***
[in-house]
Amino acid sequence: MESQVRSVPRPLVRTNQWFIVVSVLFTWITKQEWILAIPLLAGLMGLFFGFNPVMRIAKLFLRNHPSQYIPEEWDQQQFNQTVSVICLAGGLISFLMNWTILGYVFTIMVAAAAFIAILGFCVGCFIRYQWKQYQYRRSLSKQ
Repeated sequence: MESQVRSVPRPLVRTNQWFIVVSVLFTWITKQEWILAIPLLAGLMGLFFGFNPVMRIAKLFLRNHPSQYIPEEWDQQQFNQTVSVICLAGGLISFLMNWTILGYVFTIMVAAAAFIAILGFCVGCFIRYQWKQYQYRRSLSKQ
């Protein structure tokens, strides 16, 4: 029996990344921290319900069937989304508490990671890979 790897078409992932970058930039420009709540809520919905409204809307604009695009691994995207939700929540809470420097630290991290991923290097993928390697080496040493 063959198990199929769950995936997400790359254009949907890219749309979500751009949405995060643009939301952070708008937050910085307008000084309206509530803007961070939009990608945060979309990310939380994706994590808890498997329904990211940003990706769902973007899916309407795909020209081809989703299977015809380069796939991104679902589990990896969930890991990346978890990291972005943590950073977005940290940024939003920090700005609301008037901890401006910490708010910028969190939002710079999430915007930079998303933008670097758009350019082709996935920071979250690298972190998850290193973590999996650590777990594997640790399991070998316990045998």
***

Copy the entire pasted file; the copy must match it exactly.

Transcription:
[in-house]
Amino acid sequence: MESQVRSVPRPLVRTNQWFIVVSVLFTWITKQEWILAIPLLAGLMGLFFGFNPVMRIAKLFLRNHPSQYIPEEWDQQQFNQTVSVICLAGGLISFLMNWTILGYVFTIMVAAAAFIAILGFCVGCFIRYQWKQYQYRRSLSKQ
Repeated sequence: MESQVRSVPRPLVRTNQWFIVVSVLFTWITKQEWILAIPLLAGLMGLFFGFNPVMRIAKLFLRNHPSQYIPEEWDQQQFNQTVSVICLAGGLISFLMNWTILGYVFTIMVAAAAFIAILGFCVGCFIRYQWKQYQYRRSLSKQ
């Protein structure tokens, strides 16, 4: 029996990344921290319900069937989304508490990671890979 790897078409992932970058930039420009709540809520919905409204809307604009695009691994995207939700929540809470420097630290991290991923290097993928390697080496040493 063959198990199929769950995936997400790359254009949907890219749309979500751009949405995060643009939301952070708008937050910085307008000084309206509530803007961070939009990608945060979309990310939380994706994590808890498997329904990211940003990706769902973007899916309407795909020209081809989703299977015809380069796939991104679902589990990896969930890991990346978890990291972005943590950073977005940290940024939003920090700005609301008037901890401006910490708010910028969190939002710079999430915007930079998303933008670097758009350019082709996935920071979250690298972190998850290193973590999996650590777990594997640790399991070998316990045998």